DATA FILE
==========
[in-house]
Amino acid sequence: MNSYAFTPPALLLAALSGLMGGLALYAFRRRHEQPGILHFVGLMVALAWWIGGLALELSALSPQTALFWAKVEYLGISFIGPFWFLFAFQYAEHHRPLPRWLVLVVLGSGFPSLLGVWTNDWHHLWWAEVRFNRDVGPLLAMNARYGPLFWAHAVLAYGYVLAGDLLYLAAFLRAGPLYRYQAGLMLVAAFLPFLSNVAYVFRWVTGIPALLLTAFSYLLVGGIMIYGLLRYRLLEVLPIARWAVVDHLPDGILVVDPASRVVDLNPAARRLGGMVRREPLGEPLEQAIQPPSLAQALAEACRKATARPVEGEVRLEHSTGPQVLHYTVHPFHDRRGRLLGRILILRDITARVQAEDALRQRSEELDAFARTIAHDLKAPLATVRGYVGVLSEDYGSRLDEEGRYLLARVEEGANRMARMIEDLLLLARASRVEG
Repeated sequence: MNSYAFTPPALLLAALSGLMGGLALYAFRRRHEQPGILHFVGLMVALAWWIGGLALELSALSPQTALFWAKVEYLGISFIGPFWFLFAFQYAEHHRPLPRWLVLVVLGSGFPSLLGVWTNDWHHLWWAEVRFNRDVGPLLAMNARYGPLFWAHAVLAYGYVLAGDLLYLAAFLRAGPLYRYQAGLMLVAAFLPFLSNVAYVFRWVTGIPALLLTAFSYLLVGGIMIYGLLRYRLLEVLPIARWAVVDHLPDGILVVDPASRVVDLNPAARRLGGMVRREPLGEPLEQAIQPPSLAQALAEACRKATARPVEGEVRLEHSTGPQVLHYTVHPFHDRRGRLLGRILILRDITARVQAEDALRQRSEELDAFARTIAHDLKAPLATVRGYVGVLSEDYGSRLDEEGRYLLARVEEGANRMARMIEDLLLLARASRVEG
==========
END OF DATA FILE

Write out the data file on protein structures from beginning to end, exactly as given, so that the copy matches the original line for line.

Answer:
[in-house]
Amino acid sequence: MNSYAFTPPALLLAALSGLMGGLALYAFRRRHEQPGILHFVGLMVALAWWIGGLALELSALSPQTALFWAKVEYLGISFIGPFWFLFAFQYAEHHRPLPRWLVLVVLGSGFPSLLGVWTNDWHHLWWAEVRFNRDVGPLLAMNARYGPLFWAHAVLAYGYVLAGDLLYLAAFLRAGPLYRYQAGLMLVAAFLPFLSNVAYVFRWVTGIPALLLTAFSYLLVGGIMIYGLLRYRLLEVLPIARWAVVDHLPDGILVVDPASRVVDLNPAARRLGGMVRREPLGEPLEQAIQPPSLAQALAEACRKATARPVEGEVRLEHSTGPQVLHYTVHPFHDRRGRLLGRILILRDITARVQAEDALRQRSEELDAFARTIAHDLKAPLATVRGYVGVLSEDYGSRLDEEGRYLLARVEEGANRMARMIEDLLLLARASRVEG
Repeated sequence: MNSYAFTPPALLLAALSGLMGGLALYAFRRRHEQPGILHFVGLMVALAWWIGGLALELSALSPQTALFWAKVEYLGISFIGPFWFLFAFQYAEHHRPLPRWLVLVVLGSGFPSLLGVWTNDWHHLWWAEVRFNRDVGPLLAMNARYGPLFWAHAVLAYGYVLAGDLLYLAAFLRAGPLYRYQAGLMLVAAFLPFLSNVAYVFRWVTGIPALLLTAFSYLLVGGIMIYGLLRYRLLEVLPIARWAVVDHLPDGILVVDPASRVVDLNPAARRLGGMVRREPLGEPLEQAIQPPSLAQALAEACRKATARPVEGEVRLEHSTGPQVLHYTVHPFHDRRGRLLGRILILRDITARVQAEDALRQRSEELDAFARTIAHDLKAPLATVRGYVGVLSEDYGSRLDEEGRYLLARVEEGANRMARMIEDLLLLARASRVEG